Friday, 27 November 2015

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28 measles cases prompts Health Protection Agency appeal

Nearly 30 children have contracted measles in the Carlisle and Eden areas so far this year.

The Health Protection Agency has released figures for Cumbria and Lancashire in a desperate plea for parents to ensure their children are immunised.

There are 91 confirmed cases across the two counties so far this year, compared with just six in 2011. Of those, 18 are in the Carlisle district and 10 are in Eden.

Health experts are particularly concerned as an outbreak in Merseyside has already affected more than 500 people.

Dr Ken Lamden, a consultant with the HPA’s Cumbria and Lancashire health protection unit, said: “There’s a lot of measles around at present. It’s a highly infectious disease that can have serious consequences for some people and anyone who isn’t fully vaccinated is liable to be vulnerable to it.”

He continued: “There’s an on-going outbreak of measles on Merseyside, where more than 500 cases have been confirmed by laboratory testing.

“One-third of these patients was ill enough to require inpatient treatment in hospital and a number were seriously ill – a reminder that measles should not be taken lightly.”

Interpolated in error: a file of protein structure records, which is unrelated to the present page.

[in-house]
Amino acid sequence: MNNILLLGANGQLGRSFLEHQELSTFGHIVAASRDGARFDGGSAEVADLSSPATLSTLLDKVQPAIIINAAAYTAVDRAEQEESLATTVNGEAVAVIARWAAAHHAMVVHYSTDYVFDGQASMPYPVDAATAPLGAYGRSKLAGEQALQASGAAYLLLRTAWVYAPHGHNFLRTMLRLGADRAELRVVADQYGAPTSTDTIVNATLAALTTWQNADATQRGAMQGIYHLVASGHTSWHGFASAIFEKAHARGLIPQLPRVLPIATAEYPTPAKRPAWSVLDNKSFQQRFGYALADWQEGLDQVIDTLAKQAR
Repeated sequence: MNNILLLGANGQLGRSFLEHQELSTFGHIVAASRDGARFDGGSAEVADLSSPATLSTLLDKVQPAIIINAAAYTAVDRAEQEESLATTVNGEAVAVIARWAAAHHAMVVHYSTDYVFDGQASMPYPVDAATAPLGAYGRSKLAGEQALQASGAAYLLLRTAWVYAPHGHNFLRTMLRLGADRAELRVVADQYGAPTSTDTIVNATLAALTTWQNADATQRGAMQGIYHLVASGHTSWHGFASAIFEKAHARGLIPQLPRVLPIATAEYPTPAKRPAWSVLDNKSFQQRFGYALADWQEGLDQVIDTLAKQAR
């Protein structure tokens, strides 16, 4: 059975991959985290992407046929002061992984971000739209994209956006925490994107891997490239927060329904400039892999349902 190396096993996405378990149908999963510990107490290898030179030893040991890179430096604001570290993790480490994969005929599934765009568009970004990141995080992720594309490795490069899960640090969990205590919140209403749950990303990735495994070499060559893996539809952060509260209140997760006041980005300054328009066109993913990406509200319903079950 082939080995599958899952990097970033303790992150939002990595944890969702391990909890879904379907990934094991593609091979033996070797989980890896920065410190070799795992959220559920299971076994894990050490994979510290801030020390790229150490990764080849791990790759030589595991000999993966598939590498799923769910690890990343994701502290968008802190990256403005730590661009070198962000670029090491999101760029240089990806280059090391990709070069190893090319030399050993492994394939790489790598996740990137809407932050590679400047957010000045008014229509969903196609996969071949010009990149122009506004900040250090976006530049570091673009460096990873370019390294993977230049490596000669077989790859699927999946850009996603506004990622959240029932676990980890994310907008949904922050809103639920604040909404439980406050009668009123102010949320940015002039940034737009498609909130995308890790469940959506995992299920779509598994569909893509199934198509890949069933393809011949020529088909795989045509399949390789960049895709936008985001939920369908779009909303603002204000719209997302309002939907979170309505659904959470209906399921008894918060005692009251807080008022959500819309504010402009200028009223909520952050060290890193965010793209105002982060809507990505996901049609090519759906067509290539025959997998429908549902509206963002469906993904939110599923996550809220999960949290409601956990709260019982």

Two doses of MMR vaccine give full protection against measles, mumps and rubella (German measles).

The first dose is given to toddlers at the age of 13 months and the second at the age of four, before the child goes to school.

However, the agency is keen to stress that it is never too late for older children, teenagers and young adults to be vaccinated if they missed out as toddlers.

Dr Rebecca Wagstaff, deputy director of public health at NHS Cumbria, said: “Measles is highly infectious and anyone who has not previously been vaccinated is at risk when it gets into a community, as it has done here.

“While vaccination rates amongst children in Cumbria are currently amongst the highest in the country, there are still a number of teenagers who failed to get protected when they were younger.”

She added: “It is not too late and no one, anywhere in Cumbria, should take the risk of catching measles when a safe and effective vaccine is available.”

Anyone who is unsure should check with their family doctors, who will give advice and arrange vaccination if appropriate.

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